Comparison of COflow patterns between offshore North Sea and Onshore United States

Saeed Ghanbari, Eric J. Mackay, Gillian E. Pickup

Research output: Chapter in Book/Report/Conference proceedingConference contribution


In any flooding process, the flow pattern determines the quality of the macroscopic sweep and expected recovery efficiency. The flow pattern also controls the choice of the flooding strategy. This study compares CO2 flow patterns between two major classes of reservoirs; first, the United States CO2 flooded reservoirs, considered as benchmark for CO2 application elsewhere, and second, the North Sea class of reservoirs considered as future target for CO2 flooding offshore. An inventory of reservoir data was first prepared by inspecting the literature. North Sea reservoirs are characterised with higher temperatures, higher pressures, thicker pays and higher permeabilities. Well spacing is also larger in the North Sea and these reservoirs are depleted faster. Using appropriate correlations, the in-situ CO2 and oil properties were inferred for each individual reservoir knowing its ambient reservoir conditions. Scaling analysis was used to characterise the CO2 displacing oil process in each reservoir by calculating a few key dimensionless numbers. Numerical simulation of CO2 displacing oil in stochastic permeability fields revealed the CO2 flow pattern in each individual reservoir. Although CO2 and oil densities are comparable in North Sea and United States classes of reservoirs, scaling analysis shows that "gravity numbers" for a CO2 displacing oil process are an order of magnitude larger offshore North Sea. This indicates a more gravity dominated CO2 flooding in the North Sea compared to United States reservoirs principally due to thicker pays and significantly higher permeabilities in this province but not due to larger CO2 and oil density contrast. The "mobility number" for a CO2-oil displacement process is also considerably lower (or better) in the North Sea due to lower North Sea oil viscosities. This indicates, in the absence of gravity, the viscous CO2 flooding is expected to be more stable in the North Sea. "Effective aspect ratios", illustrating the degree of cross flow are also lower in the North Sea mainly due to considerably thicker pay reservoirs in these systems. Visual comparison of displacement profiles in different stochastic permeability fields shows that, unlike the majority of United States CO2 flooded reservoirs where the displacement may be characterised with an unstable viscous dominated process, in the North Sea CO2 flow patterns vary mostly between gravity dominated and stable viscous displacements. Better understanding of the CO2 flow pattern can help in the selection of the appropriate CO2 flooding process e.g. selection between horizontal and gravity stable CO2 flooding or the decision to implement WAG instead of continuous CO2 injection for future provinces targeted for CO2-EOR like the North Sea. North Sea reservoirs thus may benefit from a different CO2 flood design than that observed historically in the United States since their CO2 flow patterns is fundamentally different.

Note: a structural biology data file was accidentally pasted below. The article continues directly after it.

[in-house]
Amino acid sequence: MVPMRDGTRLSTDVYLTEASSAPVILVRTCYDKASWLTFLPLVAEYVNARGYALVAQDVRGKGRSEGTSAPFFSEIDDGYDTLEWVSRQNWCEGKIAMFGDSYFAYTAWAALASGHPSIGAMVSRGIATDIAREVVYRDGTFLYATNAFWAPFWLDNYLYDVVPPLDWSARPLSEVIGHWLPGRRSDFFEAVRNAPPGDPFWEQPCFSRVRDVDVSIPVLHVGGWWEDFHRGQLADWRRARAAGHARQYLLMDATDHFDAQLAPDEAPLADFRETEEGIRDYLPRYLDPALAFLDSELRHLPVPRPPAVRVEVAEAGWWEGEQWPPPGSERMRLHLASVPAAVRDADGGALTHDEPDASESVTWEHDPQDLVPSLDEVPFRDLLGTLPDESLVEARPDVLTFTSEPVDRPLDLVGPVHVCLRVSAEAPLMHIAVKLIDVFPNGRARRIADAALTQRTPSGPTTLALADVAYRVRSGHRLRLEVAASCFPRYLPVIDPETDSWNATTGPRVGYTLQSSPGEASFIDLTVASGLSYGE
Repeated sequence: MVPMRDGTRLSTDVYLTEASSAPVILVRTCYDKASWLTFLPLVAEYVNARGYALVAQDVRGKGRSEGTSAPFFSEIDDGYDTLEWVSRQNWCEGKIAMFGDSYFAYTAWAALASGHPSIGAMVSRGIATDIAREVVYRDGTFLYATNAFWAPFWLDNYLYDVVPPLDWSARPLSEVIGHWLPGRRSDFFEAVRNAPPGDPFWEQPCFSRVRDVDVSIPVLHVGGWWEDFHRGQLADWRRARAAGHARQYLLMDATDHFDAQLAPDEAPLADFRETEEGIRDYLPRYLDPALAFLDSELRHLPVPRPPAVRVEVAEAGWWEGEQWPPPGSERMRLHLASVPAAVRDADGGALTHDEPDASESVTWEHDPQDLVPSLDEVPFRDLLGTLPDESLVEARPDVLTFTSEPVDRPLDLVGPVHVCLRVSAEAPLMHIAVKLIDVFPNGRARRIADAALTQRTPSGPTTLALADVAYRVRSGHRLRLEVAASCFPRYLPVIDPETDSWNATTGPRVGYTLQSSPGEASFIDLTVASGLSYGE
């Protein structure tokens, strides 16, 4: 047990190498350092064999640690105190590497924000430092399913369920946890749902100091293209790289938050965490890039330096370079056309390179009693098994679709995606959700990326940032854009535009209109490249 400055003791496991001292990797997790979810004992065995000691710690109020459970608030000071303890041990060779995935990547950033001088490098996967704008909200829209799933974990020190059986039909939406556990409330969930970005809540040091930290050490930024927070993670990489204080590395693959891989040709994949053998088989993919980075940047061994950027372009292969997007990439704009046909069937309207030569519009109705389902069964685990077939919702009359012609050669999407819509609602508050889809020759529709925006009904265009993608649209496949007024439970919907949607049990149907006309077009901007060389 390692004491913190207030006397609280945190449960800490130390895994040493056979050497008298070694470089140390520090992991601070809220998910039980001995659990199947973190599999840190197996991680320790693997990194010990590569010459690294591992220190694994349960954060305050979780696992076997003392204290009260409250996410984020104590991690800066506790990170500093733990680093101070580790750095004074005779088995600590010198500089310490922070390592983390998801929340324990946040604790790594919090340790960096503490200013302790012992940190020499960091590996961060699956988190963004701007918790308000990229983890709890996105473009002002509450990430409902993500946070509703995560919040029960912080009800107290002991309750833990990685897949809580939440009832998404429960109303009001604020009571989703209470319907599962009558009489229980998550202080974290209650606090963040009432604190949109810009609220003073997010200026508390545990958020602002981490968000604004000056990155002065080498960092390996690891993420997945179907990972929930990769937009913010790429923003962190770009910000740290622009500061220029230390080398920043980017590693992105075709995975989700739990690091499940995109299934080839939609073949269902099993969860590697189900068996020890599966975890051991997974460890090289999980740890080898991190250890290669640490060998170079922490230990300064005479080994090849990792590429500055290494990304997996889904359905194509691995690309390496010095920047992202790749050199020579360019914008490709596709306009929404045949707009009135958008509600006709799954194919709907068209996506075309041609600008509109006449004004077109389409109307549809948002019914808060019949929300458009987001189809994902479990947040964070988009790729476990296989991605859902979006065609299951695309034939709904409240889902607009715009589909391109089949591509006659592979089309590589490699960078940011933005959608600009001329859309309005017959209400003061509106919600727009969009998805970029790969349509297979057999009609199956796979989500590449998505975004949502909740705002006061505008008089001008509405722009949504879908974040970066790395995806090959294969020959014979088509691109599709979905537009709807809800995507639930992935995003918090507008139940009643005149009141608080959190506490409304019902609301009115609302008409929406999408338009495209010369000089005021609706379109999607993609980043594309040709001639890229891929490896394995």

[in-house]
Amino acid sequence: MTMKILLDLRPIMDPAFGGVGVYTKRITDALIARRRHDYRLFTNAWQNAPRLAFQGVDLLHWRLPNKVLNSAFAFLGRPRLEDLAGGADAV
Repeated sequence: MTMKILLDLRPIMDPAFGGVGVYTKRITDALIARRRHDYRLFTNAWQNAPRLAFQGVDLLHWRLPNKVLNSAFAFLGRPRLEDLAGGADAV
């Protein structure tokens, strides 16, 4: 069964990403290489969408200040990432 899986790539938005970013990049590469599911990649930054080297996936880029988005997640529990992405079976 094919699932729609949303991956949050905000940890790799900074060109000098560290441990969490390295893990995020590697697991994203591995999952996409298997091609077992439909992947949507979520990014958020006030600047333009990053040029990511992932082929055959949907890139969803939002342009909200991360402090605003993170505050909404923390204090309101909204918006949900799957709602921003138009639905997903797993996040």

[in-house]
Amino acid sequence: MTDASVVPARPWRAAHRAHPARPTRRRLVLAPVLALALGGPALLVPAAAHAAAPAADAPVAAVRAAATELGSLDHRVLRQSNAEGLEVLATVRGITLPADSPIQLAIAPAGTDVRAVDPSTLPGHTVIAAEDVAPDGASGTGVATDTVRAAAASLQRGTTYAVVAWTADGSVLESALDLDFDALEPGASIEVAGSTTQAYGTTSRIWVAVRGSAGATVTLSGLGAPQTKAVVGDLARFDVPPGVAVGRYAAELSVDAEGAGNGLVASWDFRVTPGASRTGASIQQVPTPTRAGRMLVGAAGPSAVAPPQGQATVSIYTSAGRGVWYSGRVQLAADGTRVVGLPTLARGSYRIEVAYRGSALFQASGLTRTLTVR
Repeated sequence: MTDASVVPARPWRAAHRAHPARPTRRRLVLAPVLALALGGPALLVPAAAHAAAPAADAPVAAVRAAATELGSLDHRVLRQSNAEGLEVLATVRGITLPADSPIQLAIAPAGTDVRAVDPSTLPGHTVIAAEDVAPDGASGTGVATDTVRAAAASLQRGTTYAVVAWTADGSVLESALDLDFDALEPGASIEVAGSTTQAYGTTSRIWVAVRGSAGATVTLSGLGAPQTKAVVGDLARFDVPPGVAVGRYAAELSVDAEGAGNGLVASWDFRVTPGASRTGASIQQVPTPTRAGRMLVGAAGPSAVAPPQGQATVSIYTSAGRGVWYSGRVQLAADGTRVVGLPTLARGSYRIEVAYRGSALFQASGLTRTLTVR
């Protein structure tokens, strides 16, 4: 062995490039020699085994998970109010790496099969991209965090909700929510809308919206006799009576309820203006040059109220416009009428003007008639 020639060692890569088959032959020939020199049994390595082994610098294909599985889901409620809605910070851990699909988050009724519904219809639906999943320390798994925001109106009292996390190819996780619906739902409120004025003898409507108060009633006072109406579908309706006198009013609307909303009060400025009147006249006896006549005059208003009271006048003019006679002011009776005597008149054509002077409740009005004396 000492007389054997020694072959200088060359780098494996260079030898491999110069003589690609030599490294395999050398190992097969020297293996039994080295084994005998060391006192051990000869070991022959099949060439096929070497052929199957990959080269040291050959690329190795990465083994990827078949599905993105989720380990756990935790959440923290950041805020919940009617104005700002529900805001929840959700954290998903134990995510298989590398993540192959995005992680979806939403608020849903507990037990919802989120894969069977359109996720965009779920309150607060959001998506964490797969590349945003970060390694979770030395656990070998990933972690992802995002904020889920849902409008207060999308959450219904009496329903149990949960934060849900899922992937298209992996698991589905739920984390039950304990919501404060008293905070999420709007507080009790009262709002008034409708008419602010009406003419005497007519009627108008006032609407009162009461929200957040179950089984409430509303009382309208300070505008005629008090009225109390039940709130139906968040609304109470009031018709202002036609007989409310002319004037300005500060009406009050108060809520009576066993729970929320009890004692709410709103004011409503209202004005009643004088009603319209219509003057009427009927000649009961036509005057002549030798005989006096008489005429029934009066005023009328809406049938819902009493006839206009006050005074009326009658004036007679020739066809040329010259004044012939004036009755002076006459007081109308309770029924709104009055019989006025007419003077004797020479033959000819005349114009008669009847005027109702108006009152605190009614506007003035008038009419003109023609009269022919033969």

Original languageEnglish
Title of host publicationOffshore Technology Conference Asia 2020
PublisherOffshore Technology Conference
ISBN (Electronic)9781613996812
Publication statusPublished - 27 Oct 2020
EventOffshore Technology Conference Asia 2020 - Kuala Lumpur, Malaysia
Duration: 2 Nov 20206 Nov 2020


ConferenceOffshore Technology Conference Asia 2020
Abbreviated titleOTCA 2020
CityKuala Lumpur

ASJC Scopus subject areas

  • Energy Engineering and Power Technology
  • Mechanical Engineering
  • Ocean Engineering
  • Safety, Risk, Reliability and Quality


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